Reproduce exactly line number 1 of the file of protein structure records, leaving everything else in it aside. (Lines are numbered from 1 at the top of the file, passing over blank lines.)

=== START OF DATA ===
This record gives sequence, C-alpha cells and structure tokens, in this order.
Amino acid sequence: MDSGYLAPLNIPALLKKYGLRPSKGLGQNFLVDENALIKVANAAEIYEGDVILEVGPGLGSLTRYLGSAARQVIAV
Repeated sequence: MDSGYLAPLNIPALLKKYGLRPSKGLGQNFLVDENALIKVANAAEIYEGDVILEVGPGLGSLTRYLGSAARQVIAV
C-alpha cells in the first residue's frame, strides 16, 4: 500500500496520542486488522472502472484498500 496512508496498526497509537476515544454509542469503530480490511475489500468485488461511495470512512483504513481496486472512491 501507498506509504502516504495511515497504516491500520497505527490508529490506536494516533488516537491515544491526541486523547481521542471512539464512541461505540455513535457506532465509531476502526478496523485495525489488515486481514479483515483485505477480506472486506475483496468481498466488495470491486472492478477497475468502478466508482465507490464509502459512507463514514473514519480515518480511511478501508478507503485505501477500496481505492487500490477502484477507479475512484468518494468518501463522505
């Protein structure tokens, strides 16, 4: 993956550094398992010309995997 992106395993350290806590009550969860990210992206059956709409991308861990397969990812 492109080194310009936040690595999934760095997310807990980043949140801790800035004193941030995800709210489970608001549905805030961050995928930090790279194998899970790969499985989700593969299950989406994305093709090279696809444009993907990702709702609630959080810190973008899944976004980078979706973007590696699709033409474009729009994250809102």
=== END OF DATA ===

This record gives sequence, C-alpha cells and structure tokens, in this order.